Also see our guide to the best underwater housings for cameras & phones
In my testing of the case – conducted not, I'm afraid, in the maximum depths, the first thing that has to be acknowledged is that it does the main job, transposing the 360-degree camera under the surface of the water. It worked in the Greek Mediterranean when held using both the selfie stick (risky, as this doesn't float, but it doesn't sink fast either!)
When I reviewed the footage back, it was impressive to see how little evidence of the dual-camera stitching was visible in the fully underwater imagery. I took some pictures of fish under boats in a dock and it was possible to edit the video to track them afterward just like any other Insta360 video.
Incidentally (and not directly related to this review) something Insta360 don't tell you – or, possibly, know – is that, with care, it's possible to use the telescopic Invisible Selfie Stick you may already have as a water gun – extend it underwater, then collapse it above. A lot of fun, probably not sensible.
At first I found the stitching didn't seem as good as the Insta360 X3 usually does; it was easy to see the rim of the lens covers – especially when popping through the water surface (inevitably some drips will remain on the optical plastic). The solution I found, however, was to take the clips to Insta360 Studio 2023 on my Mac and press 'Calibrate' in the Stitching menu.
This feature also exists in the phone app so you don't need to resort to a desktop machine. Just don't expect absolute perfection – the camera won't flop, but there is clearly a little room for the lenses to slightly re-direct.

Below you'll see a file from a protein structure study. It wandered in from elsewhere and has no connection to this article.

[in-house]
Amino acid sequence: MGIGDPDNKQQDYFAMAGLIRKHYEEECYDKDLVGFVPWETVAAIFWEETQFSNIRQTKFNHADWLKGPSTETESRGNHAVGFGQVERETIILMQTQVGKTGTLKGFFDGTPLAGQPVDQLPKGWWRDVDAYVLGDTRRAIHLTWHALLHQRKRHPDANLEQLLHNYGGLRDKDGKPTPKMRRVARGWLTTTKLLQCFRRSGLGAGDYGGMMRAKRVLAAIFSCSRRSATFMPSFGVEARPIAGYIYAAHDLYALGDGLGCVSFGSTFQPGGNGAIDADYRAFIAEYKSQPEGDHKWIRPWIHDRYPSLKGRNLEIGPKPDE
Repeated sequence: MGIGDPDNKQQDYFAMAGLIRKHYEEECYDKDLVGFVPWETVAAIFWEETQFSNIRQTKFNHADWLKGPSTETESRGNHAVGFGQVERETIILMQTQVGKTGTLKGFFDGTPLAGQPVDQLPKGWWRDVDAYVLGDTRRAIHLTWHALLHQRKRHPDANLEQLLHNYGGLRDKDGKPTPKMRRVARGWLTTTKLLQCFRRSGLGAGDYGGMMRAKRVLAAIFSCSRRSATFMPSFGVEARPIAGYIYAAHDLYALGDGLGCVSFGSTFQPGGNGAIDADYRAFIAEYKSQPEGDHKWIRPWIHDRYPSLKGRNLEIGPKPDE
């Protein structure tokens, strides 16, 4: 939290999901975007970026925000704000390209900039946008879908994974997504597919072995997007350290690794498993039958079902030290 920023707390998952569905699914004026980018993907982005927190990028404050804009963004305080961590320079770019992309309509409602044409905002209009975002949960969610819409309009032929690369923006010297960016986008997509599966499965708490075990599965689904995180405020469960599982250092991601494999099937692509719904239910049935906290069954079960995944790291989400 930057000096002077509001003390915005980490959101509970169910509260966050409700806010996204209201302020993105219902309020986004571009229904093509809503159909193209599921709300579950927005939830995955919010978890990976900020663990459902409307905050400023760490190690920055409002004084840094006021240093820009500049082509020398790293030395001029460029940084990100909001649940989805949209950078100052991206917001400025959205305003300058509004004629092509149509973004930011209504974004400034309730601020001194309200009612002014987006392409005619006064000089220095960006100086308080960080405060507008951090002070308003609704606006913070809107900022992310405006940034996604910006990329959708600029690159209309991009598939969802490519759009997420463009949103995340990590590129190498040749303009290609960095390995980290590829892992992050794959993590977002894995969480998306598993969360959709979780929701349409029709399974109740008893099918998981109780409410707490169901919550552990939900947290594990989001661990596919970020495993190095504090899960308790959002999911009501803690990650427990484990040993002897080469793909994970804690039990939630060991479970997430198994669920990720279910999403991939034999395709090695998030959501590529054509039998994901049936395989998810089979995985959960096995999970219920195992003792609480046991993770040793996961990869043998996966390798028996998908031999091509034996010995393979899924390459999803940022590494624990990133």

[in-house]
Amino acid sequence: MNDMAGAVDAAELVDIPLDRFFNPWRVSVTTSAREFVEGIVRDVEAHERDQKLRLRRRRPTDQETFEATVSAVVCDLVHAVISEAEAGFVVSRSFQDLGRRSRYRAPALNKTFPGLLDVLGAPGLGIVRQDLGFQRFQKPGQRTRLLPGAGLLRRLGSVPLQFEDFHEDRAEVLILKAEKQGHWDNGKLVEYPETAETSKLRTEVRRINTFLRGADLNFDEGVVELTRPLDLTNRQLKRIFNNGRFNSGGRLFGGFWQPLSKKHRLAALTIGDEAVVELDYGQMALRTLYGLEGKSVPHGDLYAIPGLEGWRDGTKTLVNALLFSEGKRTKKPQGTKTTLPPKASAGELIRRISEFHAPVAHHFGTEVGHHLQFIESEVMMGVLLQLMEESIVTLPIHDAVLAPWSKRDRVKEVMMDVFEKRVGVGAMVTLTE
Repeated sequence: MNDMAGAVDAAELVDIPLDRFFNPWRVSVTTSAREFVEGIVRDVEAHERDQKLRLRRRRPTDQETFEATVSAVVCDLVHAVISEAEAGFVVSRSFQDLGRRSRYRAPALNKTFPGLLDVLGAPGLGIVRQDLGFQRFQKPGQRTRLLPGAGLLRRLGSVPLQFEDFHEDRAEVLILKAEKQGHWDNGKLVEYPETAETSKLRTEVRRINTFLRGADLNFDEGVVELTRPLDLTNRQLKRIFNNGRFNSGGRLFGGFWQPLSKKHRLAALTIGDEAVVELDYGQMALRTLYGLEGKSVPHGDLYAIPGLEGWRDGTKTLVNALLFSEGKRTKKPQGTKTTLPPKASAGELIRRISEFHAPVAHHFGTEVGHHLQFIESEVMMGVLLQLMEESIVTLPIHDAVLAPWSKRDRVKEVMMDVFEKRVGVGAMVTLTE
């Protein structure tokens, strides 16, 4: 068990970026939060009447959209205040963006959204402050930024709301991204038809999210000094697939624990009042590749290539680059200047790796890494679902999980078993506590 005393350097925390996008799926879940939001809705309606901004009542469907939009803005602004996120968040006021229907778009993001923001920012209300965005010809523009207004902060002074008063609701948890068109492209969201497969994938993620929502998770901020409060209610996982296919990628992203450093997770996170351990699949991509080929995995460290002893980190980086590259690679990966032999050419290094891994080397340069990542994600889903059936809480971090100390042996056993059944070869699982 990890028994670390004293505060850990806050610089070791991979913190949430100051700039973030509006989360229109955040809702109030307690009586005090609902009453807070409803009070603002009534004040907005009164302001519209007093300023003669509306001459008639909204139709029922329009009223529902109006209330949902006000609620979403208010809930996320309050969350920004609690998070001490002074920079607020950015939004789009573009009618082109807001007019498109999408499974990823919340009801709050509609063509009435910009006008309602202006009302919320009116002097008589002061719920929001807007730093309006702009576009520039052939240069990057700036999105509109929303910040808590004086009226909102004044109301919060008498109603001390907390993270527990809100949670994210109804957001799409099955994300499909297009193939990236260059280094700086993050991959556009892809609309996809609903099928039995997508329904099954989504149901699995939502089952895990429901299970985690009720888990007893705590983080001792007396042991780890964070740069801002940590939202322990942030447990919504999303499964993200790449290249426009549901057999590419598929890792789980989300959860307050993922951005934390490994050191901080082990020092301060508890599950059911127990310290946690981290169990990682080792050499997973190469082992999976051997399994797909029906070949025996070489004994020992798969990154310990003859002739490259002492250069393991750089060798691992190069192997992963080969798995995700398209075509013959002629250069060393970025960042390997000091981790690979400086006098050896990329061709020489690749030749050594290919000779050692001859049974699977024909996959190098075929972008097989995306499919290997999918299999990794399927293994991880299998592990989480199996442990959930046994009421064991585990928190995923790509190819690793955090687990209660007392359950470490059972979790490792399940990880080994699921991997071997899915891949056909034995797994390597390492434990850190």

What this really amounts to is "Should you buy the Insta360 X3 Invisible Dive Case?" and having spent my summer holiday with it somewhat casually playing near the surface of the water, it's easy to say that anyone who enjoys their Insta360 X3 will love it, and keen divers should rush out there, the $100 accessory being easy to justify given the 360-degree possibilities it opens up.
Sure, there were some frustrations with the device. The main one is that because it corrects underwater refraction, it makes above-water images look a little distorted. The other is that, when using the (surprisingly resilient) Insta360 invisible selfie stick underwater (no, I'm not sure I should, but I did) waving the camera around puts a good amount of pressure on the joint and it can come out of alignment. A sensible solution is to use the floating handle, which Insta360 lent us to test the case with. It has the dual advantage of being manageable and air-filled so, should you let go, the camera, case and handle will float to the surface.
Overall, though, if you take your diving even a little bit seriously, then the Insta360 X3's 360-degree photography opens up a new world compared with other action cameras and this doesn't seem too high a price to pay. For more family fun you might need at accept it might need a bit of editing to get the best shots, but it's certainly still a special perspective, even if occasionally imperfect near the surface.
If you're interested in this, you'll also need the Insta360 X3 and, while it is a pretty special action camera, a thorough customer should also check our list of the best action cameras (some that aren't 360-degree) and, of course, our guide to the best 360-degree cameras.